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Old 06-30-2019, 07:20 PM   #1
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Chimney Liner Installation


I bought my house two years ago and it came with a nice Kingston wood fireplace insert which I have used extensively for the past two winters. (I work from home and M-F during cold weather I keep it going.)

I had a chimney inspector out who recommended that I install a chimney liner. He said the chimney is in fine shape, but adding the liner would bump the safety margin and also increase efficiency. He quoted me $1,000 US for the job.

I see liner kits available in the $400-500 range and this looks to me like a one day job. Any reason I shouldn't tackle this myself?

Note: I was a building engineer for over fifteen years before I went into IT and am quite competent with tools. I am also very detail-oriented. (Just ask my wife.) The house is one story, so getting up on the roof is not a big deal.

Also: I have done a fair bit of research and it seems the liner is required in Canada. I am in the US, where it is optional. (At least where I live.) Any advice on the necessity and/or benefit of adding the liner would be appreciated.

Thanks!
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Old 06-30-2019, 09:17 PM   #2
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Re: Chimney Liner Installation


I would definitely recommend a liner. On my last house I had a chimney that I believe was in good shape but was a real pain to maintain. I had to brush it twice a season and it was hard work due to lots of hard chunks of creosote building up. After installing a liner, brushing was easy. One push and pull through and it was done plus a quart of fluffy soot vs a 5 gallon bucket full before. The big benefit of a liner is safety and peace of mind. If you do end up with a chimney fire in a liner, the worst case is you would need to pull and replace the liner. Without a liner, the mortar can end up permanently damaged, rendering the chimney useless. Additionally, creosote buildup with a liner is so much less that a chimney fire is much less likely.
In my case, installing was fairly easy. I hauled the liner up to the roof and pushed it through. It was 25' of 6" and cost about $600 for the liner, cap, and connecting sections. Also, for insulation, I used the wet vermiculite mix. I would recommend some sort of insulation because it keeps the liner hot which minimizes soot buildup.
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Old 07-03-2019, 01:58 PM   #3
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Re: Chimney Liner Installation


Be sure to use a heat resistant flexible caulk at the top or you will have rainwater collecting and coming down into the insert. Even with a cap there will be windblown water that will accumulate.
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Old 07-03-2019, 08:02 PM   #4
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Re: Chimney Liner Installation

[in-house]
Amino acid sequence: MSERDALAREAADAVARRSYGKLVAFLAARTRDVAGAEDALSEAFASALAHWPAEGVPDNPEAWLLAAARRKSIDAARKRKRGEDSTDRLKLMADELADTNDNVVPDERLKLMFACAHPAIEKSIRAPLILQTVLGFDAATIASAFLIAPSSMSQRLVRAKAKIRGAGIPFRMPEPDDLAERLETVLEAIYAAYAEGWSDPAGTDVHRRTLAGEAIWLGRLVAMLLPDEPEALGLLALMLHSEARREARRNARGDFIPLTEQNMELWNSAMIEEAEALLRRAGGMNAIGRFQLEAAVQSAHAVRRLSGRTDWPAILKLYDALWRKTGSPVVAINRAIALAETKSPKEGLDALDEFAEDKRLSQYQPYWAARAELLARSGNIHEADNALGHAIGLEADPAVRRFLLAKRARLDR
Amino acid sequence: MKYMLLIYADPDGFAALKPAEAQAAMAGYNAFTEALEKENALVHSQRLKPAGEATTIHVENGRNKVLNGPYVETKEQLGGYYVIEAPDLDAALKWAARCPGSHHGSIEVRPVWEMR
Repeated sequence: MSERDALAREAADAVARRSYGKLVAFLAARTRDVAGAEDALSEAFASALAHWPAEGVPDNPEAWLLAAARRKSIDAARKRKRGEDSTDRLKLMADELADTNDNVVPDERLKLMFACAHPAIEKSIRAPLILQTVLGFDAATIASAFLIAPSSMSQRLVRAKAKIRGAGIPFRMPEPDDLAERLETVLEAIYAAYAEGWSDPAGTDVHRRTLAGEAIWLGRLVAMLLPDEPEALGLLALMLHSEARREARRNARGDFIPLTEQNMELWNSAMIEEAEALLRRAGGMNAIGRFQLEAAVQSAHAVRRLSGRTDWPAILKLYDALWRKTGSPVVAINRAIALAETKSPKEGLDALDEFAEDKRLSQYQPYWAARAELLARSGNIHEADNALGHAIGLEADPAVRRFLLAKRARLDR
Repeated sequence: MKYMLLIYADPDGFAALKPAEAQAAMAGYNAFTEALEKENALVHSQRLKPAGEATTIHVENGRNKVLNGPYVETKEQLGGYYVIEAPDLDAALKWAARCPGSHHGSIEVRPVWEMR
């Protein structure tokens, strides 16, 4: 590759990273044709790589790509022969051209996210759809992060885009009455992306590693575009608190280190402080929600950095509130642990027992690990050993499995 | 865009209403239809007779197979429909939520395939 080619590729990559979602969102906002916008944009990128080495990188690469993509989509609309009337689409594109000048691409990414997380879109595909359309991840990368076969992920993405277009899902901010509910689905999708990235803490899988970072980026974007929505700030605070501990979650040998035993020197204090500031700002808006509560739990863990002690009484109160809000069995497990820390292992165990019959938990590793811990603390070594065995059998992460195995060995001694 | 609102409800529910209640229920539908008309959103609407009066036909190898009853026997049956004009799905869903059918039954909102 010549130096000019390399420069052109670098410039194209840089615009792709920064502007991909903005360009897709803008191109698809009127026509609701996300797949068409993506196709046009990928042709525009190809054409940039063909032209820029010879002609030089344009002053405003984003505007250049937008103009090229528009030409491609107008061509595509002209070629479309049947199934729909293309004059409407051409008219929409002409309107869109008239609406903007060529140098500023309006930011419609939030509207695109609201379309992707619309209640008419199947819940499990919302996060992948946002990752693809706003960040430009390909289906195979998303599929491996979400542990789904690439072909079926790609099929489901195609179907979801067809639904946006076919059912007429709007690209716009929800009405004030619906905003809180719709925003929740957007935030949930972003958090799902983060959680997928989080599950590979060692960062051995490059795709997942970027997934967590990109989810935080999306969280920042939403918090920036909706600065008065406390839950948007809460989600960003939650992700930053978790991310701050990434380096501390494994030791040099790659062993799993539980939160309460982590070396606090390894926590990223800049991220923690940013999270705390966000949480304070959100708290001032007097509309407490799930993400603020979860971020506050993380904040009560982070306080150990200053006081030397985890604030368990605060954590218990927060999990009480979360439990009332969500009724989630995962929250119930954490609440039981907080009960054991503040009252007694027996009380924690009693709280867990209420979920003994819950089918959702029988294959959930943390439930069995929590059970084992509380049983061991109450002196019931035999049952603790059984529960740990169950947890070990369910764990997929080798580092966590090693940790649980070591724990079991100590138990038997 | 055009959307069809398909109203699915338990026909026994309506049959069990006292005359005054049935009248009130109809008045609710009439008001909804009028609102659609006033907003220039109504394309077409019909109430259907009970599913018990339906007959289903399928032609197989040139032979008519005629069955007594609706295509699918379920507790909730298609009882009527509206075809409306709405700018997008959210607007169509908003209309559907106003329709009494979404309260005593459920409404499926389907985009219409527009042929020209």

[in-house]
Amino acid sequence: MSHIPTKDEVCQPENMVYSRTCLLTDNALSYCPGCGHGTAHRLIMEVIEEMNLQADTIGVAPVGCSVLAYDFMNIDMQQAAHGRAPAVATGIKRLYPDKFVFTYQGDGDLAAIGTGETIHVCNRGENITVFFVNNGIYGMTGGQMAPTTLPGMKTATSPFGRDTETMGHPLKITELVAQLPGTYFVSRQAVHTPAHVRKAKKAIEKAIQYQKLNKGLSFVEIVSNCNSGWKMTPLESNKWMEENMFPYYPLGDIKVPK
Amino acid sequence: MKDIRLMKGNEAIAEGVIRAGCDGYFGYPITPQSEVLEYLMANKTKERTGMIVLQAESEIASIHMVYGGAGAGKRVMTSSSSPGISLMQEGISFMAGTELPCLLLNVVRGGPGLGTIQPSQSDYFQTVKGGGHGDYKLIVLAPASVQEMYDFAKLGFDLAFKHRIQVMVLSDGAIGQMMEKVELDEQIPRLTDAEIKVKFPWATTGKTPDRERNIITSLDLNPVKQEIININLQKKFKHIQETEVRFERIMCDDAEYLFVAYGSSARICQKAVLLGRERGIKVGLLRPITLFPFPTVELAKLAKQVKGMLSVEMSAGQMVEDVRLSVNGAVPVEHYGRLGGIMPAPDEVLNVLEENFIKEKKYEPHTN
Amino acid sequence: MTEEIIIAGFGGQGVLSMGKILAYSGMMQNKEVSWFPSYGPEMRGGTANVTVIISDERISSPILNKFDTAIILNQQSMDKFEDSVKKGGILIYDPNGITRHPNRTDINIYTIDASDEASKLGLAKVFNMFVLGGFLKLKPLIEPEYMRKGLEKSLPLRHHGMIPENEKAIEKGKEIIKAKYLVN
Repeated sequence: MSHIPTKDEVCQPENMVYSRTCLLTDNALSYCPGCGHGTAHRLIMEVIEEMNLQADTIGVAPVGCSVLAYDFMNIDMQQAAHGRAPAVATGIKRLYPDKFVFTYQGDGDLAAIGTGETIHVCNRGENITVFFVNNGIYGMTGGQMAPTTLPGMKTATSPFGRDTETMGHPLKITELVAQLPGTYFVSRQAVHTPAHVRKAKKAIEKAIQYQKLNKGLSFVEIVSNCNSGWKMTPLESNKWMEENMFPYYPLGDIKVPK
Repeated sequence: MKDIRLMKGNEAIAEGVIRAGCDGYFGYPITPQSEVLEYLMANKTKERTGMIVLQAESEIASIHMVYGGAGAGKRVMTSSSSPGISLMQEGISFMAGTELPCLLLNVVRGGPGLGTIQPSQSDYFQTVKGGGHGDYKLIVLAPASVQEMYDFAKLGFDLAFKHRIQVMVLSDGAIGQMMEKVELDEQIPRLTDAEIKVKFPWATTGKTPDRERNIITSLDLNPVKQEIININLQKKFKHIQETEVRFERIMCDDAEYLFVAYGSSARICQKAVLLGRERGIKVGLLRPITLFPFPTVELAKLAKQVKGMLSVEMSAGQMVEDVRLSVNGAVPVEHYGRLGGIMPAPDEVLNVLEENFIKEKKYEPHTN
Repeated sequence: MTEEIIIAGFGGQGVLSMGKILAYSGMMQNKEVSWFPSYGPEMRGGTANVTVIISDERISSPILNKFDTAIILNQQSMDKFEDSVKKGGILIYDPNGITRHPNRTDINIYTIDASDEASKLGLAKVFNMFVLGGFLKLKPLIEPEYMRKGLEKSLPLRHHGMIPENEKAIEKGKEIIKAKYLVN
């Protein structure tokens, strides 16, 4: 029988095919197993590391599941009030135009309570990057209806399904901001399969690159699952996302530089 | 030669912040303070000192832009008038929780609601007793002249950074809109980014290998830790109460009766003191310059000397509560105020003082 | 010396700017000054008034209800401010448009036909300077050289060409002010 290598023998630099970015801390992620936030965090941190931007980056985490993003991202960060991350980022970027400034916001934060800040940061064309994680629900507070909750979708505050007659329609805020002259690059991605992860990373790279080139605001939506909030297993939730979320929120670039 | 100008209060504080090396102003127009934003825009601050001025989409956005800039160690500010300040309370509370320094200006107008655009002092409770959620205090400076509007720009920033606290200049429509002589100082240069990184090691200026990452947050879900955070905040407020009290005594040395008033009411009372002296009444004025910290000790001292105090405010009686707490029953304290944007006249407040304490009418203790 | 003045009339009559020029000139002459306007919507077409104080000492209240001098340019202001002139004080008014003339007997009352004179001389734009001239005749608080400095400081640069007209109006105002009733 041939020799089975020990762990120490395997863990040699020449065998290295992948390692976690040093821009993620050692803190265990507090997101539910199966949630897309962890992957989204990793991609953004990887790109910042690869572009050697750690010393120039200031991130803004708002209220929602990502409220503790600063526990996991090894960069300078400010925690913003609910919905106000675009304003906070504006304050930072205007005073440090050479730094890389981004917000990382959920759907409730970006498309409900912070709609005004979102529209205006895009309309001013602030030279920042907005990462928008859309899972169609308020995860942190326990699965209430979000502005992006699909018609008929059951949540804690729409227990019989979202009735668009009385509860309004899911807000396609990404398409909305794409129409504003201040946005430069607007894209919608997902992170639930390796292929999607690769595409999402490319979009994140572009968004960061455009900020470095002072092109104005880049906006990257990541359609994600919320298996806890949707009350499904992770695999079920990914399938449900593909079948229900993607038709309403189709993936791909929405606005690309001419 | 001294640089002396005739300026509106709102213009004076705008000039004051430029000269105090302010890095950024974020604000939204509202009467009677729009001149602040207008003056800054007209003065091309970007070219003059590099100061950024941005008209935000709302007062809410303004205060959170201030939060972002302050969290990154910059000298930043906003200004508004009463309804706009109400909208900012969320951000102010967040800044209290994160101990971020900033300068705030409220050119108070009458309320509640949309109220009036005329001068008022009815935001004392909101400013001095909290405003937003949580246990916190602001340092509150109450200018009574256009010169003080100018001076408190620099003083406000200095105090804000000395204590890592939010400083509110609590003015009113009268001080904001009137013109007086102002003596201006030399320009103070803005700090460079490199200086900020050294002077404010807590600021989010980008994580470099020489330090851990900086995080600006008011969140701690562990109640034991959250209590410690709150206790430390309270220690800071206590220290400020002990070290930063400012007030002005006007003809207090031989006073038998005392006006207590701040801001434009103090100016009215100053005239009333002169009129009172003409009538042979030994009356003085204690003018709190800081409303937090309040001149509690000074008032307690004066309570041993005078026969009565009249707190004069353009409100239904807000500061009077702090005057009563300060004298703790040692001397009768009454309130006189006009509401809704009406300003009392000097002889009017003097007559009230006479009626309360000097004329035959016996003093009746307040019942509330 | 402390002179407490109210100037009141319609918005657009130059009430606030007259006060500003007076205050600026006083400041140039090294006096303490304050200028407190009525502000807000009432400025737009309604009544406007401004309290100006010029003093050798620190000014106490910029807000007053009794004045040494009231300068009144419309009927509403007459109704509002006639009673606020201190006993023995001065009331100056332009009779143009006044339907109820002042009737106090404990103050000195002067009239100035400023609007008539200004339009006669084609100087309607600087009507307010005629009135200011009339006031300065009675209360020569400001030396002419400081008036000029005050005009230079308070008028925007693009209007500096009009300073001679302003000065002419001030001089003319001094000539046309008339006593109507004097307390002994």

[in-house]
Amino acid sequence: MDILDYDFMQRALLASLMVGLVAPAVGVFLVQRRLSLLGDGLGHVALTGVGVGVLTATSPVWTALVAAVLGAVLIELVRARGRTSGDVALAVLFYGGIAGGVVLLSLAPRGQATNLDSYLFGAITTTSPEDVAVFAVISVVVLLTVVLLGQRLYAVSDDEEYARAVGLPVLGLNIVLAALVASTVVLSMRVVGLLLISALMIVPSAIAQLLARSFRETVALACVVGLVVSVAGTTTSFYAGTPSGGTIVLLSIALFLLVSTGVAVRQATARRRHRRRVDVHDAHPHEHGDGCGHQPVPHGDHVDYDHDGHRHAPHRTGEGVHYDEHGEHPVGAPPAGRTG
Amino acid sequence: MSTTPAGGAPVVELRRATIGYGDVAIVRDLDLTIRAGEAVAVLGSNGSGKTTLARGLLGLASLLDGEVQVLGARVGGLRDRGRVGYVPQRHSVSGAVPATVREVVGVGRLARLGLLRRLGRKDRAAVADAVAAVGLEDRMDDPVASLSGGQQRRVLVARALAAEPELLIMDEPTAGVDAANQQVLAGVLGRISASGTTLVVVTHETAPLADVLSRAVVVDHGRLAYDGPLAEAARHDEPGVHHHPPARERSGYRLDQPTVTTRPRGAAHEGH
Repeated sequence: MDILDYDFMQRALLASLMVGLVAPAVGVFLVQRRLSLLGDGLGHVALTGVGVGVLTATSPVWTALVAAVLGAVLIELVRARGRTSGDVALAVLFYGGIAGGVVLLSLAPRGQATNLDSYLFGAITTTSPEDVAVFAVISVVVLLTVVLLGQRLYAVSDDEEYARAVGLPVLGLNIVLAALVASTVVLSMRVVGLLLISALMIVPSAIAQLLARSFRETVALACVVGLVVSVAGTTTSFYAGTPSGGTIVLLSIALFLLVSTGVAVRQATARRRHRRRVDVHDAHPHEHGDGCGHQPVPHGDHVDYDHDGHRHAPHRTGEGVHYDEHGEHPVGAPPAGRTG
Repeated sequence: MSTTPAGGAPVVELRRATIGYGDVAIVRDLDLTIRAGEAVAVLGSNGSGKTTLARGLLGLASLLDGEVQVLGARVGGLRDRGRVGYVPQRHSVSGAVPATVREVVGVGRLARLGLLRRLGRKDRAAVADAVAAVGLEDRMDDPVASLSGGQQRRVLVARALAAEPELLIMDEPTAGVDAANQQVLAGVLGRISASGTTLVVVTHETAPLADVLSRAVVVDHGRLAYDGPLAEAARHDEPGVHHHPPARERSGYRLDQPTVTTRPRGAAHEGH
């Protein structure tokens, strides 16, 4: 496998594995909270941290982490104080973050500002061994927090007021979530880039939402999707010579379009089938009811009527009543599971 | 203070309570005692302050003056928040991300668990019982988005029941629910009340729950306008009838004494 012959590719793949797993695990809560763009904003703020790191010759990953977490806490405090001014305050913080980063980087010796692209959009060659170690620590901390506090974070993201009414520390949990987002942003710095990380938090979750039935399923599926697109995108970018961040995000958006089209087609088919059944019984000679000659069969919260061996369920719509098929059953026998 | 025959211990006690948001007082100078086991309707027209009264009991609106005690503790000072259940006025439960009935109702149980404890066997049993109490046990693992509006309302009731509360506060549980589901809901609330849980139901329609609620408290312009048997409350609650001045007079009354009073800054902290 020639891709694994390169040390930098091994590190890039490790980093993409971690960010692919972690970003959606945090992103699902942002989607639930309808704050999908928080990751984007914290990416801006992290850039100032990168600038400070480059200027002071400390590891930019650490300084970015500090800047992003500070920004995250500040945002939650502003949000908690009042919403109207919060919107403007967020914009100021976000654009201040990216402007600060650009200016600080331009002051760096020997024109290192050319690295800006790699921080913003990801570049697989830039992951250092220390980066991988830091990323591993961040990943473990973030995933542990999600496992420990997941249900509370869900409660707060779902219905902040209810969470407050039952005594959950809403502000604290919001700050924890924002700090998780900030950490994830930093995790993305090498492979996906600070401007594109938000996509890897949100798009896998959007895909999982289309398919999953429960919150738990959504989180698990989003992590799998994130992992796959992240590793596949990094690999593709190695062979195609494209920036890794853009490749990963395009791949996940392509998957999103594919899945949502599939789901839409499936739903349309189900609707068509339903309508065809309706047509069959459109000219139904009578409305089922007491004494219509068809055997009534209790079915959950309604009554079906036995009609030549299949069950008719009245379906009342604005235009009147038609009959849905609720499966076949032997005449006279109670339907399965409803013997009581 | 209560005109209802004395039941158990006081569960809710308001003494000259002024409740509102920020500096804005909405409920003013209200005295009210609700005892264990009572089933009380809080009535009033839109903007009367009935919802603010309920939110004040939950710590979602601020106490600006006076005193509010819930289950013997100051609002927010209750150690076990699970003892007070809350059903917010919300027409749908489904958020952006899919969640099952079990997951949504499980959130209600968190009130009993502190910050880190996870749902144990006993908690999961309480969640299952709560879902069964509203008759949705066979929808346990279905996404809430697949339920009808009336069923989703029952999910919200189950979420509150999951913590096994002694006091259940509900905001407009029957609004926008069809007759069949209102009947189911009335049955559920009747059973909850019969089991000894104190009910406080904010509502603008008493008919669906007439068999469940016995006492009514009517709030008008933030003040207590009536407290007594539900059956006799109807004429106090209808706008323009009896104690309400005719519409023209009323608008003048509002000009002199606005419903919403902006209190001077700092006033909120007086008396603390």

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Originally Posted by profdlp View Post
I had a chimney inspector out who recommended that I install a chimney liner. He said the chimney is in fine shape, but adding the liner would bump the safety margin and also increase efficiency. He quoted me $1,000 US for the job.

If you responded to an offer of a free chimney inspection - all bets are off whether or not you need a new liner.
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Old 07-03-2019, 09:06 PM   #5
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Re: Chimney Liner Installation


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Originally Posted by LawnGuyLandSparky View Post
If you responded to an offer of a free chimney inspection - all bets are off whether or not you need a new liner.
No, I had actually called this guy out to look at a pellet stove which came with the house. (Different stove than the wood stove I'm talking about here.) He poked at it for ten minutes, then admitted he didn't have a clue. The deal was that he was supposed to get $75 for the estimate so I asked him to look at the chimney in order to get something for my money. He inspected it and told me the chimney was in good shape, then recommended the liner. Then he refused to take any money, saying that the job was to look at the pellet stove and since he couldn't help me it was on the house.
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Old 07-03-2019, 09:38 PM   #6
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Re: Chimney Liner Installation


I didn't say much about liner insulation but that's another thing to think about. An insulation blanket helps keep the temperature hot all the way to to the top. So, when you choke down the stove for the night you get less soot forming. The wrap around blankets that pull through with the liner are really easy but a bit pricey. The other option is to use a mix of vermiculite and portland cement. It is mixed with water just to the point where it feels damp then poured around the liner from the top. You can buy premixed but I made my own and saved a few $$$.
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